Being Player Two is rubbish
All players are created equal, but some are more equal than others.
Somewhere around 1990 my sister, nearly four years my senior, received a NES as a gift. The first game we played, as is true for most people, was the original Super Mario Bros.
Because that little grey box of wonder belonged to my sister and I am the younger sibling, the natural order shook things out almost immediately: she was Player One and I was Player Two.
That pattern followed through subsequent games. Super Mario Bros. 3, Bubble Bobble, Chip 'n Dale: Rescue Rangers; it didn't matter what the game was. I was always Luigi to her Mario, Bob to her Bub, or Dale to her Chip. I was happy enough with my lot and, talking to friends, it seemed like similar unspoken arrangements had settled into their households. The older sibling or the one who 'owned' the console was Player One, and the younger sibling was, invariably, Player Two.
Fast forward nearly thirty years and, in a rare case of social mobility, I now find myself as Player One. I was the bringer of consoles to my marriage, so the natural order of things dictated that I would be Player One and Mrs Baines (or Mrs B, for short) would therefore be Player Two.
I have therefore spent a good portion of time on both sides of the Player One/Player Two divide, but it was when Mrs B picked up Little Big Planet 3 for PS4 that I first stopped to consider how diminished an experience it can be when you're Player Two.
Mrs B took on the role of Player One for this one, since it was her purchase, and she popped the disk in. Little Big Planet 3 is a fairly buggy game, however, and we must have played through that prologue four or five times, each time finding we weren't actually able to progress to the first level proper. Then came the typical troubleshooting - check for updates, install updates, reboot, lather, rinse, repeat - until at some point, Little Big Planet 3 started working. Unfortunately, on what I can only describe as Player One autopilot, I had been the one to launch the game on the occasion it actually worked.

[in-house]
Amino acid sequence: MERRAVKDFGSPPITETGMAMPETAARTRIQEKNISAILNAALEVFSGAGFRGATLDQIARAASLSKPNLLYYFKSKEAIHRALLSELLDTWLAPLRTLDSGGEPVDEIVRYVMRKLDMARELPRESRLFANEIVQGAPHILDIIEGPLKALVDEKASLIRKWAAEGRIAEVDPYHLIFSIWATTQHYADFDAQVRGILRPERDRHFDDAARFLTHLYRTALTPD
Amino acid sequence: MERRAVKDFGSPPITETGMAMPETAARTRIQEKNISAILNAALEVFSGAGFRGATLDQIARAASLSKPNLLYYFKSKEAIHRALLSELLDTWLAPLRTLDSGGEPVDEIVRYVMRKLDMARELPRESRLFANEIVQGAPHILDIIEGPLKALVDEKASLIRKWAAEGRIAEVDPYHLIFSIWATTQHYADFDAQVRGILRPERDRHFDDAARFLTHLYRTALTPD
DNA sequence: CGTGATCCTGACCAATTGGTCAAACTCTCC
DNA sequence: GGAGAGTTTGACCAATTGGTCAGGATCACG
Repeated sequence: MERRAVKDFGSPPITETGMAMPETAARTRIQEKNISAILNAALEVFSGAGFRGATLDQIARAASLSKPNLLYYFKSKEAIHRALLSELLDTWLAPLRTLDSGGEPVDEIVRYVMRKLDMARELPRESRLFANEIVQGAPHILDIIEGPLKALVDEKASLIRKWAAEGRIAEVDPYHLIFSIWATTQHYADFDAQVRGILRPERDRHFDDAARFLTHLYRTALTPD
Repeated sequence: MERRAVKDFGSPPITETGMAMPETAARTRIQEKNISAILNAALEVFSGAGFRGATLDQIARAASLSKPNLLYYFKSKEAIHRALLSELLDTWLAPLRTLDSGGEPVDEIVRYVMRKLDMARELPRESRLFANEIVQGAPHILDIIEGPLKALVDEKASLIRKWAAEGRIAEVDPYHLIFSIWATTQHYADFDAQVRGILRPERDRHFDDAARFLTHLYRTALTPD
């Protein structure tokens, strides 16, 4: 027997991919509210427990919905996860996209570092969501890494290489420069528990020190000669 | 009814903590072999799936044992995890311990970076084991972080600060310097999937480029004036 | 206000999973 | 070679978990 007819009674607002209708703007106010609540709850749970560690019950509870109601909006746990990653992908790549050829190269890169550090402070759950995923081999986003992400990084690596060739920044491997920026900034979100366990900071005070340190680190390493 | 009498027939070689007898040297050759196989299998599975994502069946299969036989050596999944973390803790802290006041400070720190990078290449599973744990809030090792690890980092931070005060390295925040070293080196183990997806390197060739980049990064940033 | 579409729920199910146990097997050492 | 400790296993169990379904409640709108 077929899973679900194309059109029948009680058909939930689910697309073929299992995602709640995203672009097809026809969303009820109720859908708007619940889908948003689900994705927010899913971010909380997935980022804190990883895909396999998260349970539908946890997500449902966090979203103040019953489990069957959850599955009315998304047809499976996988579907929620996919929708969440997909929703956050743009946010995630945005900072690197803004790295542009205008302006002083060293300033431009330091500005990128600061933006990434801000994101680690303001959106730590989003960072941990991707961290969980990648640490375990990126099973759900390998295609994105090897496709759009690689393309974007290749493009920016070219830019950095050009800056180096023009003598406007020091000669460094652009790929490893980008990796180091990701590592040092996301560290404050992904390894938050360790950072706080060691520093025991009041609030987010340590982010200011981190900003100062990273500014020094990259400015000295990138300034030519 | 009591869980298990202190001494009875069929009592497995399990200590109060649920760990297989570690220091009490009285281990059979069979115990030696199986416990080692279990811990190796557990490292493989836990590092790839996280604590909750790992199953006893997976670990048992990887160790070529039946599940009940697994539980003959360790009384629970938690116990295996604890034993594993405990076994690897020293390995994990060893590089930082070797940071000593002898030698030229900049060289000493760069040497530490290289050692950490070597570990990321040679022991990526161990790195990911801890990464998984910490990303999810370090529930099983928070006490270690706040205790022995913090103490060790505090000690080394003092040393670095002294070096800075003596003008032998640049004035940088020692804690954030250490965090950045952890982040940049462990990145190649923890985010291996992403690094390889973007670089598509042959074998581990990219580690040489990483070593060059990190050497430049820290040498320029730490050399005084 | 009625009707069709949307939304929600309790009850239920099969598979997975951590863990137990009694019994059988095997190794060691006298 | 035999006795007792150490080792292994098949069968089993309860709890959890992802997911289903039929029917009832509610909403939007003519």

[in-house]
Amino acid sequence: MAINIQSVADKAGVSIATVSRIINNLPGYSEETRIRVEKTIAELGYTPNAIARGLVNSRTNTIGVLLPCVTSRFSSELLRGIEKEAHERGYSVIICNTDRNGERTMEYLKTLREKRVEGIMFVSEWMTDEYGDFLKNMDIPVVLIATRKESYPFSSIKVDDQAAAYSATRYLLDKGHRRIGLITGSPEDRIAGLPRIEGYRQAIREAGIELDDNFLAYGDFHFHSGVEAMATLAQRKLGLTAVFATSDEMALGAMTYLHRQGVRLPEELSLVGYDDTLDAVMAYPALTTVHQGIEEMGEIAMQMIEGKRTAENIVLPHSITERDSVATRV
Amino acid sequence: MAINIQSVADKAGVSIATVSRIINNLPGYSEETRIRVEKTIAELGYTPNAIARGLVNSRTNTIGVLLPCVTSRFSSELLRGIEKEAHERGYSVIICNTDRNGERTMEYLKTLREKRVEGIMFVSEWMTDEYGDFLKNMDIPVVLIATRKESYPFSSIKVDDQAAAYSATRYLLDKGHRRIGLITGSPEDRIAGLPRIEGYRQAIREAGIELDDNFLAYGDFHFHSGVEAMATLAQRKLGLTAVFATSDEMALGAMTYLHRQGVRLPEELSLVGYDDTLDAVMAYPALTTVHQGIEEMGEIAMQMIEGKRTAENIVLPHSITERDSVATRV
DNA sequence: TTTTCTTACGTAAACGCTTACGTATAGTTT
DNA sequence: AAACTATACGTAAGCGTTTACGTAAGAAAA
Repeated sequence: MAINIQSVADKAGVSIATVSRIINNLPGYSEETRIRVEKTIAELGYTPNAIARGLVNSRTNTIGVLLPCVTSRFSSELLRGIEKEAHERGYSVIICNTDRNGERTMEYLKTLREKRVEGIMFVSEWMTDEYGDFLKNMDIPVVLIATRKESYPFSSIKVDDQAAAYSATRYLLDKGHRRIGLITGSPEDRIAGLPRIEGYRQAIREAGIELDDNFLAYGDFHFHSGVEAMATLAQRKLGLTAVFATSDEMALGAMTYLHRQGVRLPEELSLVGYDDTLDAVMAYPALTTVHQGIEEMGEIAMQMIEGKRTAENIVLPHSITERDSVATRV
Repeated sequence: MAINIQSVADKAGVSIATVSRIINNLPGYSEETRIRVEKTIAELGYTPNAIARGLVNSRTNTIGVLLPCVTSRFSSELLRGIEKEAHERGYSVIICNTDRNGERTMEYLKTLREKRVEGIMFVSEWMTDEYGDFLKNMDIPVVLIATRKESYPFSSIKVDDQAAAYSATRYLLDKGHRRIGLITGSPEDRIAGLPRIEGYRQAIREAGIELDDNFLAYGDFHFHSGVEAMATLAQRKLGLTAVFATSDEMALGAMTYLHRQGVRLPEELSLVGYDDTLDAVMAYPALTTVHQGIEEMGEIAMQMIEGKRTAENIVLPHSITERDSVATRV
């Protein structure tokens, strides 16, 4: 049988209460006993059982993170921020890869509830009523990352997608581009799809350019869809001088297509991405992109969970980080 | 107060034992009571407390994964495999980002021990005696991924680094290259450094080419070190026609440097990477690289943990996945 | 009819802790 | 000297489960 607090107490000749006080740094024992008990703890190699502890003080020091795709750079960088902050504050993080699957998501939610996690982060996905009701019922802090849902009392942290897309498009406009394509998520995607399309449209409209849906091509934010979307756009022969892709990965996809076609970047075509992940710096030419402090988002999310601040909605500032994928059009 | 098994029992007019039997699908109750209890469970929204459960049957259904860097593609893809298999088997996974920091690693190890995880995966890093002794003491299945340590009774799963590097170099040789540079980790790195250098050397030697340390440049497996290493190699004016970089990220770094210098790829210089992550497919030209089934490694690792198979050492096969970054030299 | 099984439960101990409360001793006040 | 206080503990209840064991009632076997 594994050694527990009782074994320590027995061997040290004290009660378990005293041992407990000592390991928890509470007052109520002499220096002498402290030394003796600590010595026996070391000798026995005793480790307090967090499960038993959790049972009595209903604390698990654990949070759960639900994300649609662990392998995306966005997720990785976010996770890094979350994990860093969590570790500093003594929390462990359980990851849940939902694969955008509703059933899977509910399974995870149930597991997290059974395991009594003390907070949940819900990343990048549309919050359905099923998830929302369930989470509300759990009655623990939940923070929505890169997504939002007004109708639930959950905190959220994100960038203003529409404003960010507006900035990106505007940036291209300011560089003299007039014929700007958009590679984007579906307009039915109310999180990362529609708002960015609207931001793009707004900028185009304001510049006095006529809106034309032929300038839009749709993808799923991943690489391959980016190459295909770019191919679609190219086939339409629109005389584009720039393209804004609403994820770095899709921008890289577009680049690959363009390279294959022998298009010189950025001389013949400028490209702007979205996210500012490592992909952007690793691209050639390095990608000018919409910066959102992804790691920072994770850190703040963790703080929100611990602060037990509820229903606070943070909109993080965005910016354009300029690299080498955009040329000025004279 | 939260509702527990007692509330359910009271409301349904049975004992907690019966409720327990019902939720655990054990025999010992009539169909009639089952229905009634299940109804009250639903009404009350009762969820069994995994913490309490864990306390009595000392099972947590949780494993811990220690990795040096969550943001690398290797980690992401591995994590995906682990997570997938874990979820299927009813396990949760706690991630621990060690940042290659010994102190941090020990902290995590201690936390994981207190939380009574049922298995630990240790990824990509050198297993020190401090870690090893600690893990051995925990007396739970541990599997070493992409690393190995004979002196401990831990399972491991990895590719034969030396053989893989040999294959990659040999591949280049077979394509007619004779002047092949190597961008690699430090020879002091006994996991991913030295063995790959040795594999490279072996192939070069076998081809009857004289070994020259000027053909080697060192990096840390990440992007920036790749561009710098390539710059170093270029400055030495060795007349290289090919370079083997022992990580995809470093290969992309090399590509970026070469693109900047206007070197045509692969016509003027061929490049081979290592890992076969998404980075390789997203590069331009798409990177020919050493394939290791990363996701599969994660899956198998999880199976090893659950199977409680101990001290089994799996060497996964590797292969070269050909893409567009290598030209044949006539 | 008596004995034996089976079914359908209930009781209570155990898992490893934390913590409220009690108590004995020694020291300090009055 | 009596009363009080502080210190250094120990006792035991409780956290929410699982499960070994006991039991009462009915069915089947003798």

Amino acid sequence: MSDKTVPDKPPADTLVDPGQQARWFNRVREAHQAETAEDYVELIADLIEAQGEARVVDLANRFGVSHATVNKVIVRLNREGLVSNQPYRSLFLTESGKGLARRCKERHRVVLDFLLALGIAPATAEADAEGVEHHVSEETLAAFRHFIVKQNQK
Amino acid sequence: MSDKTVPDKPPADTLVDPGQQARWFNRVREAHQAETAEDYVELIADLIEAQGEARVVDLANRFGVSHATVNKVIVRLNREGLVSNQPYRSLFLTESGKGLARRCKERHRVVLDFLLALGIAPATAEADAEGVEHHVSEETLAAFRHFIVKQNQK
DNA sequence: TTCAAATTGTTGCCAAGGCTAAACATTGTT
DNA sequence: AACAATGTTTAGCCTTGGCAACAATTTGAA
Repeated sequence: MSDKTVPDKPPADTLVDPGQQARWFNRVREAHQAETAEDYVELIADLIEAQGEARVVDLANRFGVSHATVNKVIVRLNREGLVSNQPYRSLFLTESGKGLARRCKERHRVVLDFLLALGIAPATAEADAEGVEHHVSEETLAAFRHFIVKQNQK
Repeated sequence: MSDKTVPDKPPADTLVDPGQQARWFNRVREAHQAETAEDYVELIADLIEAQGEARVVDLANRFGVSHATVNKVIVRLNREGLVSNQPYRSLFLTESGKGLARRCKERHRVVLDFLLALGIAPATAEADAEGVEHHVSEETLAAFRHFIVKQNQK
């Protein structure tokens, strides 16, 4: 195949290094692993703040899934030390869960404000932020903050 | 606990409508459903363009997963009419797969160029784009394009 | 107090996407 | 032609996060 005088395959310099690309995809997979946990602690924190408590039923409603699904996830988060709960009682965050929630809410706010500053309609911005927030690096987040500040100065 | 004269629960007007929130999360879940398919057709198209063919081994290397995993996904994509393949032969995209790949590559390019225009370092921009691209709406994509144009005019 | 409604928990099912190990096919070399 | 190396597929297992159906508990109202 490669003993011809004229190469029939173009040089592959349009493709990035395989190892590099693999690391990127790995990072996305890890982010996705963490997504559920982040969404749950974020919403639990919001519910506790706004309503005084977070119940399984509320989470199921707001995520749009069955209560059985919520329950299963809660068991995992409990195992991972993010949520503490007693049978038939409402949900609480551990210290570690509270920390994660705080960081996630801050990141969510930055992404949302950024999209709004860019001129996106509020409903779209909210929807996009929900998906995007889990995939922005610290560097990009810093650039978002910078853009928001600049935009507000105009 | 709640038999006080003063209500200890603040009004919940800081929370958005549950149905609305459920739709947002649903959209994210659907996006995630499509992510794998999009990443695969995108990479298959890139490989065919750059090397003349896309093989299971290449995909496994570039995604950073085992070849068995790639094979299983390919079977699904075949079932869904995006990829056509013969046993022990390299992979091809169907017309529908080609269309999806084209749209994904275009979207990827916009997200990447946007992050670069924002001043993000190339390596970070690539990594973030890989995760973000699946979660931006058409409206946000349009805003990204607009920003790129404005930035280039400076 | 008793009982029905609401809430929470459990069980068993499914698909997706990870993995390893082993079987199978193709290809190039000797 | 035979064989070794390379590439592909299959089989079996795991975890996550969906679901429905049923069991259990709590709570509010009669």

We played Little Big Planet 3 for three or four hours (and had a thoroughly nice time of it) before breaking off to do something else; probably to go to bed, since it had taken so long to get through the sodding prologue. When Mrs B came to play it the following day, while I was writing some copy, I heard a wail of anguish from in front of the PS4. Unbeknownst to us, only Player One gets to save story progress in Little Big Planet 3; sadly Mrs B had just found this out the hard way. My accidental Player One autopilot SNAFU had set her back hours.
This wasn't an isolated instance, though. When you think about it, Player Two often gets a raw deal, with the inability to save a second player's campaign progress - or rather, the fact that all story progress is deferred to Player One - a pretty common complaint.